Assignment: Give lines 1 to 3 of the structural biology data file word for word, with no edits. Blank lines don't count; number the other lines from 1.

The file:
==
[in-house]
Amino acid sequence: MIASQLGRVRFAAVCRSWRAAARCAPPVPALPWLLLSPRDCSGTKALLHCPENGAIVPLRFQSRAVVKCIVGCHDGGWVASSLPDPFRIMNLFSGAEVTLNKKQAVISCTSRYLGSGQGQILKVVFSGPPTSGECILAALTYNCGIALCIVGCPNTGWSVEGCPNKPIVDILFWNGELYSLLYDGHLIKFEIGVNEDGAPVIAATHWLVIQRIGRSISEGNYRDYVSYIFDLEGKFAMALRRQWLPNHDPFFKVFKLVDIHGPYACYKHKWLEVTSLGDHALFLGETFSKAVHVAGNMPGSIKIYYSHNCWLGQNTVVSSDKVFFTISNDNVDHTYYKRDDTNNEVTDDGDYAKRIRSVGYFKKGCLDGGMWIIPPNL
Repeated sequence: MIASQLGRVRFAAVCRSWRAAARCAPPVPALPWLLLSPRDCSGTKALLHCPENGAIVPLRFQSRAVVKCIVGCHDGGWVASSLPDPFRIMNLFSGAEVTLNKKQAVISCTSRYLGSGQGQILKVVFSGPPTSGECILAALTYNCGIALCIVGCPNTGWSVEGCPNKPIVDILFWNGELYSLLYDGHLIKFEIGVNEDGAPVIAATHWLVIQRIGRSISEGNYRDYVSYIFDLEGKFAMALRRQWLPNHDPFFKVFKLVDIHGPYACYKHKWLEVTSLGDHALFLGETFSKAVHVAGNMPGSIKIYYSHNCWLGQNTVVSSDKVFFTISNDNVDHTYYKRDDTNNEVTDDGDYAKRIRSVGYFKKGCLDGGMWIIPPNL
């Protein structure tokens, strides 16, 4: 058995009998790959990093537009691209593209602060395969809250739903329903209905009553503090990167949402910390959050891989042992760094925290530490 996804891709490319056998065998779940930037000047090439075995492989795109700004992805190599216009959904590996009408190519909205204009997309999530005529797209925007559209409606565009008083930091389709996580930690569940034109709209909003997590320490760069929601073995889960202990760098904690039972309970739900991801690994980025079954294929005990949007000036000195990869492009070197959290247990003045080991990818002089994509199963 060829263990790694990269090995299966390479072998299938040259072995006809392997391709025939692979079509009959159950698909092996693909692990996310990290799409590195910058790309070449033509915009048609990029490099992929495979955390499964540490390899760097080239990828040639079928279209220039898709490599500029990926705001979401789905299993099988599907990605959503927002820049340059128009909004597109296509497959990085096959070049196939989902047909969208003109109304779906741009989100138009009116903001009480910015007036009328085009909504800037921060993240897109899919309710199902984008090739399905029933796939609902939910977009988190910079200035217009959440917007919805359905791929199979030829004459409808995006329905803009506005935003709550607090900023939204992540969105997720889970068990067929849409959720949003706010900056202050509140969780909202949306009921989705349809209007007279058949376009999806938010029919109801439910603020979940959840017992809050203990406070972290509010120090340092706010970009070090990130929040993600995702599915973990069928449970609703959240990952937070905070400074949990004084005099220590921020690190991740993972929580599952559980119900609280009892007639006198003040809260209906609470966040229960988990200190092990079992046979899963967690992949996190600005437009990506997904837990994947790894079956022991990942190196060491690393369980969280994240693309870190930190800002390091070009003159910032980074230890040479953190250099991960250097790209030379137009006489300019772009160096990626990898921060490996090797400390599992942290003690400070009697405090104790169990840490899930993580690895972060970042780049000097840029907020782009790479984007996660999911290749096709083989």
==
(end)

[in-house]
Amino acid sequence: MIASQLGRVRFAAVCRSWRAAARCAPPVPALPWLLLSPRDCSGTKALLHCPENGAIVPLRFQSRAVVKCIVGCHDGGWVASSLPDPFRIMNLFSGAEVTLNKKQAVISCTSRYLGSGQGQILKVVFSGPPTSGECILAALTYNCGIALCIVGCPNTGWSVEGCPNKPIVDILFWNGELYSLLYDGHLIKFEIGVNEDGAPVIAATHWLVIQRIGRSISEGNYRDYVSYIFDLEGKFAMALRRQWLPNHDPFFKVFKLVDIHGPYACYKHKWLEVTSLGDHALFLGETFSKAVHVAGNMPGSIKIYYSHNCWLGQNTVVSSDKVFFTISNDNVDHTYYKRDDTNNEVTDDGDYAKRIRSVGYFKKGCLDGGMWIIPPNL
Repeated sequence: MIASQLGRVRFAAVCRSWRAAARCAPPVPALPWLLLSPRDCSGTKALLHCPENGAIVPLRFQSRAVVKCIVGCHDGGWVASSLPDPFRIMNLFSGAEVTLNKKQAVISCTSRYLGSGQGQILKVVFSGPPTSGECILAALTYNCGIALCIVGCPNTGWSVEGCPNKPIVDILFWNGELYSLLYDGHLIKFEIGVNEDGAPVIAATHWLVIQRIGRSISEGNYRDYVSYIFDLEGKFAMALRRQWLPNHDPFFKVFKLVDIHGPYACYKHKWLEVTSLGDHALFLGETFSKAVHVAGNMPGSIKIYYSHNCWLGQNTVVSSDKVFFTISNDNVDHTYYKRDDTNNEVTDDGDYAKRIRSVGYFKKGCLDGGMWIIPPNL